Gasoline now 45 centavos/liter cheaper than pre-TRAIN price
With petroleum pump prices falling for the eighth week in a row, gasoline is now cheaper by 45 centavos a liter compared to the last week of 2017, or before the first-tranche increase in excise implemented under the Tax Reform for Acceleration and Inclusion (TRAIN) Act.
The TRAIN law added P2.97 in taxes (P2.65 in excise plus 32 centavos in value-added tax a liter) to gasoline prices since Jan. 1. Also, the law imposed taxes totaling P2.80 for every liter of diesel (an excise of P2.50 plus 30 centavos VAT).
Discounting the P2.97 levy, gasoline prices have gone up by 29 times and down by 18 times for a net decrease of 45 centavos a liter. With the TRAIN law, gasoline is still priced higher by P2.52 a liter compared to end-December prices.
Also, diesel prices have so far this year gone up by 28 times and down by 19 times for a net increase of P1.60 a liter. With the taxes, diesel is still costlier by P4.40 a liter compared to pre-TRAIN prices.
The latest round of price cuts brought down the price of diesel by P2.10 a liter and of gasoline by P2 a liter.
Based on monitoring by the Department of Energy, the latest movements brought prices of diesel to within the range of P36.55 to P41.09 a liter.
Prices of gasoline with an octane rating of 95 are now in the range of P41.80 to P52.42 a liter.
The current price crash has shaved off a total of P10.55 from diesel prices and P11.85 on gasoline prices.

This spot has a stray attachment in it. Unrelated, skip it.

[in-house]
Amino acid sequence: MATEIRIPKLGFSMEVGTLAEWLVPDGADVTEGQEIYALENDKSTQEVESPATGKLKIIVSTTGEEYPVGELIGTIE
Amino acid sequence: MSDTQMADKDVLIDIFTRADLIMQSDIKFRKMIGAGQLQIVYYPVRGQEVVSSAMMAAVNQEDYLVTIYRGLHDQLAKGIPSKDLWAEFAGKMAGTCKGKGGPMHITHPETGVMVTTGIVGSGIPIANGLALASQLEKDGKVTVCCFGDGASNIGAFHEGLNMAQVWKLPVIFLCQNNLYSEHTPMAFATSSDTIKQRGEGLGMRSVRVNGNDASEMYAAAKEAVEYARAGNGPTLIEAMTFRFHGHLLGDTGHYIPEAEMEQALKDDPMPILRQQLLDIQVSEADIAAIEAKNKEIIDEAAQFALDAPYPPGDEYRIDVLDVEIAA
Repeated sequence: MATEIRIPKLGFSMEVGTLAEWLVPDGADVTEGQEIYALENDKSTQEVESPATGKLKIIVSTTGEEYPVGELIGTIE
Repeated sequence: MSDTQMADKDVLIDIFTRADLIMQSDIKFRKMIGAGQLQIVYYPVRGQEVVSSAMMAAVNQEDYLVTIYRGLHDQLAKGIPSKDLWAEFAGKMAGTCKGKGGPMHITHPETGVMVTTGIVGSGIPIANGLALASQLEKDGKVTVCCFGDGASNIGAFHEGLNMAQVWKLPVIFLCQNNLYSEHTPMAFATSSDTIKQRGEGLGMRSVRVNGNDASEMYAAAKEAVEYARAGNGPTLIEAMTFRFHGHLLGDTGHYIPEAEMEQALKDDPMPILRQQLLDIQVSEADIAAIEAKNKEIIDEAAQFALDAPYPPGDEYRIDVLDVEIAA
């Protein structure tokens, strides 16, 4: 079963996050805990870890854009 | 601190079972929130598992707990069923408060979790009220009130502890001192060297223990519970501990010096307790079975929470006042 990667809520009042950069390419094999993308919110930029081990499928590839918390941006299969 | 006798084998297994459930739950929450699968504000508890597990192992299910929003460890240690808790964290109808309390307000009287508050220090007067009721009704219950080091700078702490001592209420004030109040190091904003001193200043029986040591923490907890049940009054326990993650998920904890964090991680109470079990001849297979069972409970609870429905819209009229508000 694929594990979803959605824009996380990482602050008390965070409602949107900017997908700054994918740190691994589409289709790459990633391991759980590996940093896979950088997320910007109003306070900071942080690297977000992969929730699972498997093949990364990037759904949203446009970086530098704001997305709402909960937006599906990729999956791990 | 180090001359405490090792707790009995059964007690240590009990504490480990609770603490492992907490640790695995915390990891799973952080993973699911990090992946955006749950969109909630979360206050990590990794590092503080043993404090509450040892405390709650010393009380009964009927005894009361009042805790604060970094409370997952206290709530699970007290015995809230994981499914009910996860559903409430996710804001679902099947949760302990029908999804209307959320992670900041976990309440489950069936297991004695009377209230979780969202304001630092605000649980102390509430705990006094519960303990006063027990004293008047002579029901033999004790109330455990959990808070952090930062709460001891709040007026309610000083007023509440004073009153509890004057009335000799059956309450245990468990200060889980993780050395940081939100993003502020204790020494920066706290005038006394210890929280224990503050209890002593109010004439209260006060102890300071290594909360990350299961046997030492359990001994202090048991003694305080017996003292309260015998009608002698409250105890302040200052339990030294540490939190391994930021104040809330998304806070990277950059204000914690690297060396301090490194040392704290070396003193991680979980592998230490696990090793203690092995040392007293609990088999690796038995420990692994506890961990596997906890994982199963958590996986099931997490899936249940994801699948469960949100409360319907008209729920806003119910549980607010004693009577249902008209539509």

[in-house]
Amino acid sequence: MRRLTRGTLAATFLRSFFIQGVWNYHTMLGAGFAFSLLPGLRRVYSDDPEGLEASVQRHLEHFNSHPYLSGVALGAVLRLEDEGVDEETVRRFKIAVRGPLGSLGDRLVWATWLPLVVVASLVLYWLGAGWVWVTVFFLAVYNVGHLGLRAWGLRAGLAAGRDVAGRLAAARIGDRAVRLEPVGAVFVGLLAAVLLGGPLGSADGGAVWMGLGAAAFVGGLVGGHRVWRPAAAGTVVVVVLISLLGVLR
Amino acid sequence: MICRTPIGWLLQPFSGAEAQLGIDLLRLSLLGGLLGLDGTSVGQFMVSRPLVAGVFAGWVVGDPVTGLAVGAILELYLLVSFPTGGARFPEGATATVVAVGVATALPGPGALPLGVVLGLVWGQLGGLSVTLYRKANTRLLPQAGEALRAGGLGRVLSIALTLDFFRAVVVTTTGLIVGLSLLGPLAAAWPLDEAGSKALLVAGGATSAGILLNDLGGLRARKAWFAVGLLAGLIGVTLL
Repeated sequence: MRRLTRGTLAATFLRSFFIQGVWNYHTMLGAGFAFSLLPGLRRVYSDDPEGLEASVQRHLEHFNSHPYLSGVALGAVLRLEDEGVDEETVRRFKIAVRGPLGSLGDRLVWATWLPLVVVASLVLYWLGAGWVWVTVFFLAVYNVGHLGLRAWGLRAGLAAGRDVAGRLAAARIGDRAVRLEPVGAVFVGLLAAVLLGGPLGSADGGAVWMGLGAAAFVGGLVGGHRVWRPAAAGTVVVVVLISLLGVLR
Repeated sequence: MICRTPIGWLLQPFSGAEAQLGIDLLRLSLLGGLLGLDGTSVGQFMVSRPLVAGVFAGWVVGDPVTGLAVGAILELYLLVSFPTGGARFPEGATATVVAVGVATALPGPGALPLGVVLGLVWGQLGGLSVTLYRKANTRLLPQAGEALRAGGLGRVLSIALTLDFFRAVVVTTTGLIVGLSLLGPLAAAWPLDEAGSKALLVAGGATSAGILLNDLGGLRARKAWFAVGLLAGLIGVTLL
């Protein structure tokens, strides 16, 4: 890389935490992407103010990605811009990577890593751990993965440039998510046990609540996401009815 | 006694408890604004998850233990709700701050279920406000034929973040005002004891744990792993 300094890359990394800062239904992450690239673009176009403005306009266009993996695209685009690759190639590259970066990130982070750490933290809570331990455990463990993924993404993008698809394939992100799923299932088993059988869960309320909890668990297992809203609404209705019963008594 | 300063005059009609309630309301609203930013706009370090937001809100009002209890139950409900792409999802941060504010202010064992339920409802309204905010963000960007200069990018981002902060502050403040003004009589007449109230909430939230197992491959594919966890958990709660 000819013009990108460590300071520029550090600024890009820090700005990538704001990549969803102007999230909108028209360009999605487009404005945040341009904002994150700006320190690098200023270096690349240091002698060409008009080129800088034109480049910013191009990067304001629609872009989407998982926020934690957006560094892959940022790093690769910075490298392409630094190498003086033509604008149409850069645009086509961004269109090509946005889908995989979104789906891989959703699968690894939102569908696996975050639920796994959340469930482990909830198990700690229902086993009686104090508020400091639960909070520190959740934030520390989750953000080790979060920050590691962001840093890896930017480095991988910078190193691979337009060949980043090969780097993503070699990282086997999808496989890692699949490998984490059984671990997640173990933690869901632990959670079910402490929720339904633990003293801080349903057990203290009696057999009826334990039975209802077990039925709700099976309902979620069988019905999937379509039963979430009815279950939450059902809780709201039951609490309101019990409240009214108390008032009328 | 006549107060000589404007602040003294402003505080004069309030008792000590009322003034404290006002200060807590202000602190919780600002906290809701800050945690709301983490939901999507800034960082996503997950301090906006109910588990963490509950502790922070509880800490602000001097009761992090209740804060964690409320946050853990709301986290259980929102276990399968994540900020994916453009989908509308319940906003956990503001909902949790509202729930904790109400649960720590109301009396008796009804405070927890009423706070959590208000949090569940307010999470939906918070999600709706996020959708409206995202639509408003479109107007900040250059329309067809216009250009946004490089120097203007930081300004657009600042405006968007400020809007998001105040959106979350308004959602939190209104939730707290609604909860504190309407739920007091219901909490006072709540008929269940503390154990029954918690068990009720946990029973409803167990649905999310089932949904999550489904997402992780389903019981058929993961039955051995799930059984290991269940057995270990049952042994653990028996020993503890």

Before the downtrend, which saw crude oil going on the longest losing streak in at least 30 years, price of crude hit a four-year high.
As of Nov. 29 trading, Dubai crude—the bellwether for Asian imports—was fetching $65.59 a barrel, down 28 percent from $84.12 on Oct. 3.
With the sudden change in direction, economic managers have also withdrawn their recommendation about the suspension of implementing the second tranche of fuel taxes that was supposed to take effect on Jan. 1, 2019.
For the second tranche, the TRAIN law imposes an additional P2.24 a liter for both diesel and gasoline—P2 excise plus 24 centavos VAT.
According to University of the Philippines School of Statistics professor Dennis Mapa, a P3-a-liter tax on diesel causes inflation rates for the poor—especially the bottom 30 percent of Filipino households—to increase by 0.9 percentage point.
Thus, second-tranche tax hike on diesel would raise inflation for the poor by 0.045 percentage point.
In a lecture contributed to BSP-UP Professorial Chair Lecture Series just before the TRAIN law’s implementation, Mapa said the effect on poor households was 10 times worse than the additional 0.09 percentage point that “nonpoor” households feel.
By the third year of the TRAIN law—2020—the excise would (all three tranches combined) have risen to P6 a liter, or P6.72 a liter including the VAT.
Mapa said that at P6 a liter, the tax on diesel would add 1.8 percentage points to inflation felt by the poor. This was also 10 times worse than the 0.18 percentage point added to the burden of nonpoor households.
He said that when the fuel taxes were fully implemented in 2020, there would be an additional 205,000 poor households in the country, which “translate to more than a million individuals.”
“The Philippine Statistics Authority must update and regularly report the inflation rate of the poorest 30 percent of households to provide the appropriate information to the policymakers,” Mapa said.
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